8  Text manipulation


Laurent Modolo

Creative Commons License

Objective: Learn simple ways to work with text file in Unix

One of the great things with command line tools is that they are simple and fast. Which means that they are great for handling large files. And as bioinformaticians you have to handle large files, so you need to use command line tools for that.

8.2 Regular expression

When you do a loot text search, you will encounter regular expressions (regexp), which allow you to perform fuzzy search. To run grep in regexp mode you can use the switch. -E

The most basic form fo regexp si the exact match:

gzip -dc hg38.ncbiRefSeq.gtf.gz | head | grep -E "gene_id"

You can use the . wildcard character to match anything

gzip -dc hg38.ncbiRefSeq.gtf.gz | head | grep -E "...._id"

There are different special characters in regexp, but you can use \ to escape them. For example, if you search for . you can use the following regexp

gzip -dc hg38.ncbiRefSeq.gtf.gz | head | grep -E "\."

8.2.1 Character classes and alternatives

There are a number of special patterns that match more than one character. You’ve already seen ., which matches any character apart from a newline. There are four other useful tools:

  • \d: matches any digit.
  • \s: matches any whitespace (e.g. space, tab, newline).
  • \S: matches any non-whitespace.
  • [abc]: matches a, b, or c.
  • [^abc]: matches anything except a, b, or c.
  • [a-z]: Match any letter of the alphabet

Search for two digits followed by an uppercase letter and one digit.


gzip -dc hg38.ncbiRefSeq.gtf.gz | head | perl -E "\d\d[A-Z]\d"

8.2.2 Anchors

By default, regular expressions will match any part of a string. It’s often useful to anchor the regular expression so that it matches from the start or end of the string. You can use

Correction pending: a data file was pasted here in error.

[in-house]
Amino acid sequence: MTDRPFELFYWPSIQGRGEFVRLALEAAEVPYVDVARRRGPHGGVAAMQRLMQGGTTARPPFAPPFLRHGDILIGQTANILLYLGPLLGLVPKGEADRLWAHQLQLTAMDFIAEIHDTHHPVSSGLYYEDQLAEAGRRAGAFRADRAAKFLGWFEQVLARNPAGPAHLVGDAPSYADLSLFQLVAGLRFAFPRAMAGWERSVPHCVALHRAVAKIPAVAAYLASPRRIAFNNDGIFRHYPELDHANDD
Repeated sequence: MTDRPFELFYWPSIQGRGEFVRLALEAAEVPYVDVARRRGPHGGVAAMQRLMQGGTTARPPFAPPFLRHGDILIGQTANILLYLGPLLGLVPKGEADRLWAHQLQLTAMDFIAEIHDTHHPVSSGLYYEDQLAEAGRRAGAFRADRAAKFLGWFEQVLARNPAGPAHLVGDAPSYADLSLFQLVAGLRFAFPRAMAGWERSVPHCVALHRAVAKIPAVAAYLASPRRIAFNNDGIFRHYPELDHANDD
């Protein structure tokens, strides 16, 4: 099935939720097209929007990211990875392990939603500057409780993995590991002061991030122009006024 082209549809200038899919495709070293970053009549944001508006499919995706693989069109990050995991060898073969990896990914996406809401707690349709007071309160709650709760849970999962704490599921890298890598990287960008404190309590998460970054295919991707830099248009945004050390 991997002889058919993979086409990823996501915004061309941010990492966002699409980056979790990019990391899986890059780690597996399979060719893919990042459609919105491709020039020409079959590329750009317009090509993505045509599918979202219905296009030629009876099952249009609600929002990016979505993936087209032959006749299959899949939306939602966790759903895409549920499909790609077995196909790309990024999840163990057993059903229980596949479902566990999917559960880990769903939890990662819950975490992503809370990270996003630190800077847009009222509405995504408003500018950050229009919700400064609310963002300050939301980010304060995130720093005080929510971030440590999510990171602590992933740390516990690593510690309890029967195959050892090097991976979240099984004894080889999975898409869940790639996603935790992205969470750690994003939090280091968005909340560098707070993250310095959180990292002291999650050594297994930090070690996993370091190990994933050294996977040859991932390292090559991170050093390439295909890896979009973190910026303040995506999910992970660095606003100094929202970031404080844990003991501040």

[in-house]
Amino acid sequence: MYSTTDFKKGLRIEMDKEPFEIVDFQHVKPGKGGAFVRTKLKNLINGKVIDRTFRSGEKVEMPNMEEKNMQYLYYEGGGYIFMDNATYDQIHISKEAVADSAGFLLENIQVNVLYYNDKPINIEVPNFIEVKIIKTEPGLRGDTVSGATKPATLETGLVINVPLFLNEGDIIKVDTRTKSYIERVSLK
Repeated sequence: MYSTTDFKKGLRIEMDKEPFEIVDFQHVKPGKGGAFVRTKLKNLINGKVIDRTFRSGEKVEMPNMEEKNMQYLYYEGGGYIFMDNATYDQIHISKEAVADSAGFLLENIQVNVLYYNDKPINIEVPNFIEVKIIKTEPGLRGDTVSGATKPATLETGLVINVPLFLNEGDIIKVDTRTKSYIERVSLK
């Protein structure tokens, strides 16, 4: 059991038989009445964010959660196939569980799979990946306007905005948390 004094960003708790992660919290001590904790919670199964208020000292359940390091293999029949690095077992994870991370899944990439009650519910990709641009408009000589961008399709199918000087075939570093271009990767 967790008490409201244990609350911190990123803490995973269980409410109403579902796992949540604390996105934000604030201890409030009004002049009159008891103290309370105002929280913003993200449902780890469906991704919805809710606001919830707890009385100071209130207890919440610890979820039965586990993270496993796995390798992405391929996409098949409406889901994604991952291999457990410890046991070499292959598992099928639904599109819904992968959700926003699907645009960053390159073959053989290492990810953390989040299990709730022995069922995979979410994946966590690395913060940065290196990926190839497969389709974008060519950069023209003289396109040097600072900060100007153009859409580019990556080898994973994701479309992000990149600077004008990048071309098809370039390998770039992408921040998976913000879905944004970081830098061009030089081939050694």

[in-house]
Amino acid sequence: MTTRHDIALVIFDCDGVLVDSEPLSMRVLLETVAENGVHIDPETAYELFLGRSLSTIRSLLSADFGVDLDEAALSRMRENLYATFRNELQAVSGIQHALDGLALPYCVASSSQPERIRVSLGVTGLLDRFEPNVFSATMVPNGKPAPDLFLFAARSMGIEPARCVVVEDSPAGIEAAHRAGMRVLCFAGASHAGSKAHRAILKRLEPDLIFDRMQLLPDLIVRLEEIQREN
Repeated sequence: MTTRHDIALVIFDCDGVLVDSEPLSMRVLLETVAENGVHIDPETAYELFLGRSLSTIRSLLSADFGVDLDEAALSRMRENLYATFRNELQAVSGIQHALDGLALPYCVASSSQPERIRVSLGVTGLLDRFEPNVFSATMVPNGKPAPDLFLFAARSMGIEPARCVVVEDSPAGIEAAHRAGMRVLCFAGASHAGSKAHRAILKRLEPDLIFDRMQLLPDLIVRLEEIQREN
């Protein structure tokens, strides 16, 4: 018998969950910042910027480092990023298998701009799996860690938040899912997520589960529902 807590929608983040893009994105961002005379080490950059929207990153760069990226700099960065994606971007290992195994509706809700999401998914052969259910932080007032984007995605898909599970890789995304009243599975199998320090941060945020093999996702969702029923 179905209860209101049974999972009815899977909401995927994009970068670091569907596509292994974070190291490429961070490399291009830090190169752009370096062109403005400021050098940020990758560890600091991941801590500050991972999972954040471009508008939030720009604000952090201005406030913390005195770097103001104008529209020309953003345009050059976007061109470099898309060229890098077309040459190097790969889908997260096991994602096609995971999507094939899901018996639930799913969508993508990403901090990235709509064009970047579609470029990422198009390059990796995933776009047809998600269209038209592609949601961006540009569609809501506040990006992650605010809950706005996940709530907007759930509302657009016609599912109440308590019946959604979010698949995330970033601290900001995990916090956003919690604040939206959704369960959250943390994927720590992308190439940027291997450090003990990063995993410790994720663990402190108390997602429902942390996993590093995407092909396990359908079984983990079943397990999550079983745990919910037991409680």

• ^ to match the start of the string.
  • $ to match the end of the string.
gzip -dc hg38.ncbiRefSeq.gtf.gz | head | grep -E ";"
gzip -dc hg38.ncbiRefSeq.gtf.gz | head | grep -E ";$"
gzip -dc hg38.ncbiRefSeq.gtf.gz | head | grep -E "c"
gzip -dc hg38.ncbiRefSeq.gtf.gz | head | grep -E "^c"

8.2.3 Repetition

The next step up in power involves controlling how many times a pattern matches

  • ?: 0 or 1
  • +: 1 or more
  • *: 0 or more

What is the following regexp going to match ?

gzip -dc hg38.ncbiRefSeq.gtf.gz | head | grep -E "[a-z]*_[a-z]*\s\"[1-3]\""

You can also specify the number of matches precisely:

  • {n}: exactly n
  • {n,}: n or more
  • {,m}: at most m
  • {n,m}: between n and m

What is the following regexp going to match ?

gzip -dc hg38.ncbiRefSeq.gtf.gz | grep -E "^[a-z]{3}[2-3]\s.*exon\s\d{4,5}\s\d{4,5}.*"

How many gene names of more than 16 characters does the annotation contain ?


gzip -dc hg38.ncbiRefSeq.gtf.gz | grep -E "transcript\s.*gene_id\s\"\S{16,}\";" | wc -l

8.2.4 Grouping and back references

You can group match using (), for example the following regexp match doublet of 12 .

gzip -dc hg38.ncbiRefSeq.gtf.gz | grep -E "(12){2}"

Grouping is also used for back references in the case of text replacement. You can use the command sed for text replacement. The syntax of sed for replacement is the following: sed -E 's|regexp|\n|g where n is the grouping number. s stand for substitute and g stand for global (which means that is they are different substitutions per line sed won’t stop at the first one).

Try the following replacement regexp

gzip -dc hg38.ncbiRefSeq.gtf.gz | head | sed -E 's|(transcript_).{2}|\1number|g'

Try to write a sed command to replace ncbiRefSeq with transcript_id .


gzip -dc hg38.ncbiRefSeq.gtf.gz | head | sed -E 's|ncbiRefSeq(.*)(transcript_id "([A-Z_0-9.]*))|\3\1\2|g'

Regexp can be very complex see for example a regex to validate an email on starckoverflow. When you start you can always use for a given regexp to a more experienced used (just give him the kind of text you want to match and not match). You can test your regex easily with the regex101 website.

8.3 Sorting